Thursday, December 23, 2010

Loading the Kindle

For the past two days I've been going crazy with my Kindle.

It's taken me six months, but I finally discovered the wide range of public domain books which can be downloaded for free.  This is as wonderful to a classic-book lover as finding a baggie of white stuff is to a cocaine addict.

Yesterday and today, I spent half a dozen eye-blurring hours skimming through all the titles at Feedbooks, picking out novels and short story collections that sounded interesting.  Here's what I've just stuffed into the bytes of my Kindle:
Adams, Andy:  Wells Brothers
Appleton, Victor:  Tom Swift Among the Fire Fighters
Appleton, Victor:  Tom Swift and His Aerial Warship
Appleton, Victor:  Tom Swift and His Airship
Appleton, Victor:  Tom Swift and His Great Searchlight
Appleton, Victor:  Tom Swift and His Photo Telephone
Appleton, Victor:  Tom Swift and His War Tank
Appleton, Victor:  Tom Swift in the Caves of Ice
Bloch, Robert:  This Crowded Earth
Bower, B. M.:  Good Indian
Bower, B. M.:  Her Prairie Knight
Bower, B. M.:  The Happy Family
Bower, B. M.:  The Heritage of the Sioux
Brand, Max:  The Seventh Man
Brand, Max:  The Untamed
Buchan, John:  Greenmantle
Buchan, John:  The Grove of Ashtaroth
Buchan, John:  The Island of Sheep
Buchan, John:  The Thirty-Nine Steps
Buchan, John:  The Three Hostages
Burroughs, Edgar Rice:  Out of Time’s Abyss
Burroughs, Edgar Rice:  The Lad and the Lion
Burroughs, Edgar Rice:  The Mucker
Burroughs, Edgar Rice:  The Oakdale Affair
Burroughs, Edgar Rice:  The Tarzan Twins
Burroughs, Edgar Rice:  The War Chief
Chesterton, G. K.:  The Innocence of Father Brown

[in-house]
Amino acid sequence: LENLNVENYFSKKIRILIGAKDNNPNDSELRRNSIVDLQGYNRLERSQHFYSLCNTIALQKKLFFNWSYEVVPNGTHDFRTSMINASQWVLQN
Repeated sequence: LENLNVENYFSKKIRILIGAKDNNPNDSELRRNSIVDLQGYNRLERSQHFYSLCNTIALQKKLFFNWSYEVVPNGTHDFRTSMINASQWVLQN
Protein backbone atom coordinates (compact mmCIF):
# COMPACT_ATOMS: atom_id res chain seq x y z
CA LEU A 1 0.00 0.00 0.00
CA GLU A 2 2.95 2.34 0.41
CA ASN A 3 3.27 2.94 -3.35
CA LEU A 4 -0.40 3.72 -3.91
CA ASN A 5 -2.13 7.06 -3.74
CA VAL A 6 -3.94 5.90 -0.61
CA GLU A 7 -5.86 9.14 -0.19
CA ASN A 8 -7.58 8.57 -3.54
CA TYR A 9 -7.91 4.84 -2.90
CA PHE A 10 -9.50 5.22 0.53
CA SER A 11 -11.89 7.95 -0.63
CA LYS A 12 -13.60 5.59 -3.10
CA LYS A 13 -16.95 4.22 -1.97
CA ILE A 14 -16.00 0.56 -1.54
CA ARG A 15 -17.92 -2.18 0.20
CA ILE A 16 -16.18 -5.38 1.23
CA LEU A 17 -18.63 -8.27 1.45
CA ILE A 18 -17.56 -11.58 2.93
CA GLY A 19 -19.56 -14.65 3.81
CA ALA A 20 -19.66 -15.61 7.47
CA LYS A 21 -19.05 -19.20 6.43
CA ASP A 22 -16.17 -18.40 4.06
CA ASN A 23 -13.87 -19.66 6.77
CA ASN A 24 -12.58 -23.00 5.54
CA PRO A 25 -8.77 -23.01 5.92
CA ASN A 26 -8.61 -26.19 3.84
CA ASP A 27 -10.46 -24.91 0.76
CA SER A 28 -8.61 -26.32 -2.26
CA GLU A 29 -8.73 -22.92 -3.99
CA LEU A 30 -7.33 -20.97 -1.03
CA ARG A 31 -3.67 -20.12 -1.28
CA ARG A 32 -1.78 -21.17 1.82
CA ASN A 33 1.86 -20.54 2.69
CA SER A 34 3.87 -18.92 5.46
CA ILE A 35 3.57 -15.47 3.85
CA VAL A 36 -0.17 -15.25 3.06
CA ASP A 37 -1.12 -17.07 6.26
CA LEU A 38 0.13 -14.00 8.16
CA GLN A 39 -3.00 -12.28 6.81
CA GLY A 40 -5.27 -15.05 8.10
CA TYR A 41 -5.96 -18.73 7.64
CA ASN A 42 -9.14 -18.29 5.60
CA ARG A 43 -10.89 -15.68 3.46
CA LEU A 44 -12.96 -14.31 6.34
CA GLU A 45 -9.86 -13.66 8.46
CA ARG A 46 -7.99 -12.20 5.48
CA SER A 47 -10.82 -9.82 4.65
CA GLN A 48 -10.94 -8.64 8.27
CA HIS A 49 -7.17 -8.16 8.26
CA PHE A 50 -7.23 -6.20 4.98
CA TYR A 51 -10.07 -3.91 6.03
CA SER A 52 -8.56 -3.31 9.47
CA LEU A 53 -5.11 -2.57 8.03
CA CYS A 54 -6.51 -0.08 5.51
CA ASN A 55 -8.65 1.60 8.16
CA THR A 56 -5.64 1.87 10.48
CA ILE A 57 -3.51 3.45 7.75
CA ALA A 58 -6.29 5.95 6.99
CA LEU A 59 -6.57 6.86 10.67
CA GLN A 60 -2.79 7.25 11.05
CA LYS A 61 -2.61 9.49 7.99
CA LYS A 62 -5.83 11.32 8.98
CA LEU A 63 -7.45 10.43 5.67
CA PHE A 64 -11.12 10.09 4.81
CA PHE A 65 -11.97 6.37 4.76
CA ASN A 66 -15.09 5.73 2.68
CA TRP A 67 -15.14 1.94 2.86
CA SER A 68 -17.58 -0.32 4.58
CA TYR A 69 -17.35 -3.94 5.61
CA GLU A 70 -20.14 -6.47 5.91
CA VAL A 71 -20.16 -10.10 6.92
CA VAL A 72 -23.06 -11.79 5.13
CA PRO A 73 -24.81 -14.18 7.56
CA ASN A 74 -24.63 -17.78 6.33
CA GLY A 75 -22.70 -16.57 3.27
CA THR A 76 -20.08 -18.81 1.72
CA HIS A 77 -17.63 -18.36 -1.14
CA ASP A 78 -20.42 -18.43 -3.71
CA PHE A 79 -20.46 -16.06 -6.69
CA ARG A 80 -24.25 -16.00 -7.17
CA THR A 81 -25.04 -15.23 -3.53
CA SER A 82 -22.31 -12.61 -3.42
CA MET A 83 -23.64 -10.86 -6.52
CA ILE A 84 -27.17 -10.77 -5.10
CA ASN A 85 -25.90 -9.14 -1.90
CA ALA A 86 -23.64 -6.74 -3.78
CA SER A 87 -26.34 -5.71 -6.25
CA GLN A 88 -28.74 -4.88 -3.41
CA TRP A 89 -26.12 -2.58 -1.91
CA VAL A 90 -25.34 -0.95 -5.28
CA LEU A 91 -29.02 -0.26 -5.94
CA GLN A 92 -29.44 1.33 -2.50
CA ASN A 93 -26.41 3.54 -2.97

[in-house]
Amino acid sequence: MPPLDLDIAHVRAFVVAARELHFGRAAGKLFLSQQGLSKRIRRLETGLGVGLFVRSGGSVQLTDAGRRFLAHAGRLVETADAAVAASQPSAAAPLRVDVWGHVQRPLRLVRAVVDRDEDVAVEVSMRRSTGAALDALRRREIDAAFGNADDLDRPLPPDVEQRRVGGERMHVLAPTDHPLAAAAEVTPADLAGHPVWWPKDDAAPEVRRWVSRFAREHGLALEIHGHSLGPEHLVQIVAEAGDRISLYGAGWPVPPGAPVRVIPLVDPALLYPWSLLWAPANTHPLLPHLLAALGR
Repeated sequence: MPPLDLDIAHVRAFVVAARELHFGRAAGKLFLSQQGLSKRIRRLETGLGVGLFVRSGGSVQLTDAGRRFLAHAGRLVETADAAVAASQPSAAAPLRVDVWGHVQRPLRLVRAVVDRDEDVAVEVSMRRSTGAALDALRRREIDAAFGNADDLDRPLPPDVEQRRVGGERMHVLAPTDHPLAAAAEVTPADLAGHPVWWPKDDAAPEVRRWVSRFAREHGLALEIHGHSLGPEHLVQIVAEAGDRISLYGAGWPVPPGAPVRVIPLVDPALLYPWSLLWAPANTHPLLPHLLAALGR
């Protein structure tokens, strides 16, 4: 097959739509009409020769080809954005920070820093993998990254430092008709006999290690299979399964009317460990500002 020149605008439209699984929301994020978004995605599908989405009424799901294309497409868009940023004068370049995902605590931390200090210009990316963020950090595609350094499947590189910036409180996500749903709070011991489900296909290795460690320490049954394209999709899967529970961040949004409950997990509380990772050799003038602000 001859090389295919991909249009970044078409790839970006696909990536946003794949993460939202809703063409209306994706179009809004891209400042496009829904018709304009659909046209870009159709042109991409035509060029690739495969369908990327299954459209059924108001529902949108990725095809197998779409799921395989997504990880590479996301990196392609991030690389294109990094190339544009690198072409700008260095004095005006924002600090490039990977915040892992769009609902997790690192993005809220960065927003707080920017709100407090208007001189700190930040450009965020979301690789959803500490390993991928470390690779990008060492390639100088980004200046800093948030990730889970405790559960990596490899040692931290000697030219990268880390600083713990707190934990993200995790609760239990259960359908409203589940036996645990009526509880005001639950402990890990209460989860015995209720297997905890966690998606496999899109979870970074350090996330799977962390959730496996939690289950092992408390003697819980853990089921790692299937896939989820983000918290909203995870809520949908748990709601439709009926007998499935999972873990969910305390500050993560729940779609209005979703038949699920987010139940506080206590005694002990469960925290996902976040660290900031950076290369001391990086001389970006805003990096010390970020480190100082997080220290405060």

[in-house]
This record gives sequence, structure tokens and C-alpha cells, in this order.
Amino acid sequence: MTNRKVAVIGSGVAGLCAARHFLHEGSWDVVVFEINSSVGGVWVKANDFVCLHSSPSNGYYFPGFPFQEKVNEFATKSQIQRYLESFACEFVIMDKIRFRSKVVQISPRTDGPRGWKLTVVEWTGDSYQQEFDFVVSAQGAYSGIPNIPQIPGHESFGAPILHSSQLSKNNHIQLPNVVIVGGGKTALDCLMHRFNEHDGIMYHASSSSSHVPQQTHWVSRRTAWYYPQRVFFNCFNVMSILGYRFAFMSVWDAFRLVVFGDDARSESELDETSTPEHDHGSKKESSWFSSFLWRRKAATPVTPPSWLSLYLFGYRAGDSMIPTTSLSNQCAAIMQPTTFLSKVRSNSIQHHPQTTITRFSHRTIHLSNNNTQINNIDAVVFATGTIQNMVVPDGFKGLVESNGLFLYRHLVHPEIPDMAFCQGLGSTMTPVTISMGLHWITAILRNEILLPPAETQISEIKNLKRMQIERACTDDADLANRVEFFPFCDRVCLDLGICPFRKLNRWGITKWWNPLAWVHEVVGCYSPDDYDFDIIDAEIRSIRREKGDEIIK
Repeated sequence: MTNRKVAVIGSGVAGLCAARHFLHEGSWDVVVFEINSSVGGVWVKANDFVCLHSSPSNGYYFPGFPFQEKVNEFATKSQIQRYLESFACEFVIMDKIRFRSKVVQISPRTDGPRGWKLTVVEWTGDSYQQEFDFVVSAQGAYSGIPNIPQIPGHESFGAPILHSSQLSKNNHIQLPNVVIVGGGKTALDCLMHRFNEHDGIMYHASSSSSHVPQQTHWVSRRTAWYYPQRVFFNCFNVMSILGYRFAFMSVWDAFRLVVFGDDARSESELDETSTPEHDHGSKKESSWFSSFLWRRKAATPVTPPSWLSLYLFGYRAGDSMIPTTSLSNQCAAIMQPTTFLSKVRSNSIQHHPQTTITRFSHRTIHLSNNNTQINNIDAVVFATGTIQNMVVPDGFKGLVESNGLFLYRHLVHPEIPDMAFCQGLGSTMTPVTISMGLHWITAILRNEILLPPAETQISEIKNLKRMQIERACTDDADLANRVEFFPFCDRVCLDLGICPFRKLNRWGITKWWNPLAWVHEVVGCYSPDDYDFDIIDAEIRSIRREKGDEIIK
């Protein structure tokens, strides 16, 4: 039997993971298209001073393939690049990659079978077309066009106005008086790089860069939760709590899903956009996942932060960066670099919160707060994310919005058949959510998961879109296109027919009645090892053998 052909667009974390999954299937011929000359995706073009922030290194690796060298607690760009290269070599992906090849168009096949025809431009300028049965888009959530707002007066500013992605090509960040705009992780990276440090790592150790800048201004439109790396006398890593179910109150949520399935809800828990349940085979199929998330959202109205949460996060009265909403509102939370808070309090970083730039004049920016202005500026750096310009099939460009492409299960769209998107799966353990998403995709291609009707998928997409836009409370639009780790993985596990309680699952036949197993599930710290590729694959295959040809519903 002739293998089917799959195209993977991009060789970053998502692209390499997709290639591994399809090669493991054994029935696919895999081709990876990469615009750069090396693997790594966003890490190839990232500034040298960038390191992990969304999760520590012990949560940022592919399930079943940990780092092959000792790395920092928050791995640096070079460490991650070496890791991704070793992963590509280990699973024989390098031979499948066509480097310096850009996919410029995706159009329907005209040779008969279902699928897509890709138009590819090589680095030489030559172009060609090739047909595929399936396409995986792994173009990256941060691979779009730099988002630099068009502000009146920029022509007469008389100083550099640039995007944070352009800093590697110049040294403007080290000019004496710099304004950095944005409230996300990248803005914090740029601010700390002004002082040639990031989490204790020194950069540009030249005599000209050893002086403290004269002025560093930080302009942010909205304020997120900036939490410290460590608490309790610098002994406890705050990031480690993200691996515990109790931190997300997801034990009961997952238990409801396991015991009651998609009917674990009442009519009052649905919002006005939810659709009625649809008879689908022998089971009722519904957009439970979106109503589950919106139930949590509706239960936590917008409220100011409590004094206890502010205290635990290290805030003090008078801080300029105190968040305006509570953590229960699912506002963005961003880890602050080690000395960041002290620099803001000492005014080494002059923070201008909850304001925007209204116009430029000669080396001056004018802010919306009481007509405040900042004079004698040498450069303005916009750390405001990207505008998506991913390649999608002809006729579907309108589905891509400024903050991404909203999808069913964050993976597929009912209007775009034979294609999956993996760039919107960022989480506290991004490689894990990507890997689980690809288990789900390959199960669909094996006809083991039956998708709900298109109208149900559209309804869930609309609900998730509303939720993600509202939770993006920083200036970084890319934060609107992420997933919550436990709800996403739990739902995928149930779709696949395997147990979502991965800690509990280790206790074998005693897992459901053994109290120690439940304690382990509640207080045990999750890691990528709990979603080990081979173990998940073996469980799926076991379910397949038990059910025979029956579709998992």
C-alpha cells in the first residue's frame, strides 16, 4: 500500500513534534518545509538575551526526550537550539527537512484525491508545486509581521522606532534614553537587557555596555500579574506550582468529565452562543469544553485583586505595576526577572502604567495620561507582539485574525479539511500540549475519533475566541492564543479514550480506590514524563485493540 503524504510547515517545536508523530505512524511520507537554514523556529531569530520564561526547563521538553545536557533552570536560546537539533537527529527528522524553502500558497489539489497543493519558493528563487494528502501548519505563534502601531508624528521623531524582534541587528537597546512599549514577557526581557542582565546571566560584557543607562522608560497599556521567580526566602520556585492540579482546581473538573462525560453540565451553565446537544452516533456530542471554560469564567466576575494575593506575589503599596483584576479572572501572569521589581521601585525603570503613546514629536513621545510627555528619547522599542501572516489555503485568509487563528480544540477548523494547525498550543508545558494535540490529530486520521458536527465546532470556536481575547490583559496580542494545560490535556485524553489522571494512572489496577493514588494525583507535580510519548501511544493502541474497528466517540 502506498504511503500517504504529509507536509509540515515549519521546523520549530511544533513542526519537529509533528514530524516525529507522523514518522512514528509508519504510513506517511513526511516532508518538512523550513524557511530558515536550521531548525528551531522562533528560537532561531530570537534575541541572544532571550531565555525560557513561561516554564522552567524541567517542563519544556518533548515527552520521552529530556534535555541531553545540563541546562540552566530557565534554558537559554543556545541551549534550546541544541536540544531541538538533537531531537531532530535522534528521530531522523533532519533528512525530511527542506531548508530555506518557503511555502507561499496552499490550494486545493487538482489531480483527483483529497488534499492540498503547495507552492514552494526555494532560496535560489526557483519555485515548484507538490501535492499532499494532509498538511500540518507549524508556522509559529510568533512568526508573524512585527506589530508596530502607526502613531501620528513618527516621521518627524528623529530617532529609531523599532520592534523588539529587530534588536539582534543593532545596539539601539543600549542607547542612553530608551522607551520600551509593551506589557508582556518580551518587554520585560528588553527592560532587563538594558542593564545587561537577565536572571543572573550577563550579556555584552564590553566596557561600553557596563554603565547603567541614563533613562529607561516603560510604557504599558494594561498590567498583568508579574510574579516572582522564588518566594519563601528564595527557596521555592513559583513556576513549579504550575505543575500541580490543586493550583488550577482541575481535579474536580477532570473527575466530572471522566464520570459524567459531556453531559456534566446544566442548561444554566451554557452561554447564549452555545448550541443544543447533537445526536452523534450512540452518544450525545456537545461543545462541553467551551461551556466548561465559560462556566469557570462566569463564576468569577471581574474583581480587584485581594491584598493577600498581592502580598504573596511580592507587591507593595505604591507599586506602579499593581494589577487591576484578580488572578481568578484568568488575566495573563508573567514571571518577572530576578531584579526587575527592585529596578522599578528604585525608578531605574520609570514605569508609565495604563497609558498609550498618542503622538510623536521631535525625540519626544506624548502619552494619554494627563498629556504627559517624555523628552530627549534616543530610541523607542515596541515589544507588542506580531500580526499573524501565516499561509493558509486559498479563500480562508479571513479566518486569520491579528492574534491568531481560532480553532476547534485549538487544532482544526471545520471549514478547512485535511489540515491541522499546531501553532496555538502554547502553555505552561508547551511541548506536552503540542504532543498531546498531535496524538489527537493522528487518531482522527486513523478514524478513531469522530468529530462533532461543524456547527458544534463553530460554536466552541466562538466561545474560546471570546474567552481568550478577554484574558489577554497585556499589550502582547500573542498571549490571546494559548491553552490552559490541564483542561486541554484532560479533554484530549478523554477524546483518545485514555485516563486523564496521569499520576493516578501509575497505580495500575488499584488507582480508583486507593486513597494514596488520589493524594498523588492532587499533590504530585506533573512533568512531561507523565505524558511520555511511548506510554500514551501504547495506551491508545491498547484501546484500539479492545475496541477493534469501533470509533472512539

Chesterton, G. K.:  The Man Who Knew Too Much
Chesterton, G. K.:  The Wisdom of Father Brown
Childers, Erskine:  The Riddle of the Sands
Cleland, John:  Fanny Hill
Collins, Wilkie:  Basil
Collins, Wilkie:  The Frozen Deep
Collins, Wilkie:  The Law and the Lady
Collins, Wilkie:  The Legacy of Cain
Curwood, James Oliver:  Back to God’s Country
Curwood, James Oliver:  The Grizzly King
Curwood, James Oliver:  The Hunted Woman
Doyle, Arthur Conan:  Round the Red Lamp
Doyle, Arthur Conan:  Tales of Terror and Mystery
Doyle, Arthur Conan:  The Land of Mist
Doyle, Arthur Conan:  The Mystery of Cloomber
Doyle, Arthur Conan:  The Poison Belt
Fletcher, Joseph Smith:  Dead Men’s Money
Gale, Zona:  Christmas
Gaskell, Elizabeth:  Curious, If True: Strange Tales
Goethe, Johann:  The Sorrows of Young Werther
Green, Anna Katharine:  A Strange Disappearance
Green, Anna Katharine:  The Mystery of the Hasty Arrow
Grey, Zane:  The Light of Western Stars
Grey, Zane:  The Spirit of the Border
Grey, Zane:  The Young Forester
Grey, Zane:  To the Last Man
Haggard, H. Rider:  The People of the Mist
Hawthorne, Nathaniel:  The Hall of Fantasy
Kipling, Rudyard:  The Second Jungle Book
Le Fanu, Joseph Sheridan:  The House by the Church-Yard
Lewis, Sinclair:  Free Air
London, Jack:  A Daughter of the Snows
London, Jack:  Children of the Frost
London, Jack:  The Son of the Wolf
London, Jack:  When God Laughs and Other Stories
Lovecraft, H. P.:  At the Mountains of Madness
Miller, Alice Duer:  The Burglar and the Blizzard
Milne, A. A.:  The Red House Mystery
Orczy, Baroness Emma:  The Scarlet Pimpernel
Radcliffe, Ann:  The Mysteries of Udolpho
Rinehart, Mary Roberts:  The Case of Jennie Brice
Rockwood, Roy:  Through the Air to the North Pole
Rohmer, Sax:  The Hand of Fu-Manchu
Rohmer, Sax:  The Insidious Dr. Fu-Manchu
Rohmer, Sax:  The Return of Dr. Fu-Manchu
Sabatini, Rafael:  The Tavern Knight
Scott, Sir Walter:  The Black Dwarf
Tarkington, Booth:  Alice Adams
Tarkington, Booth:  The Magnificent Ambersons
Tarkington, Booth:  The Turmoil
Tarkington, Booth:  The Two Vanrevels
Thackeray, William Makepeace:  The History of Pendennis
Van Dine, S. S.:  The Kennel Murder Case
Van Dine, S. S.:  The Kidnap Murder Case
Van Dine, S. S.:  The Scarab Murder Case
Van Dine, S. S.:  The Winter Murder Case
Van Dyke, Henry:  The Spirit of Christmas
Verne, Jules:  Five Weeks in a Balloon
Verne, Jules:  From the Earth to the Moon
Verne, Jules:  The Survivors of  the Chancellor
Verne, Jules:  The Underground City
As you can see, I gravitate toward early 20th-century popular fiction, mysteries, westerns and children's books.  Yes, an unhealthy portion of that list is trash; but, hey, we all can't read Ulysses all the time, can we?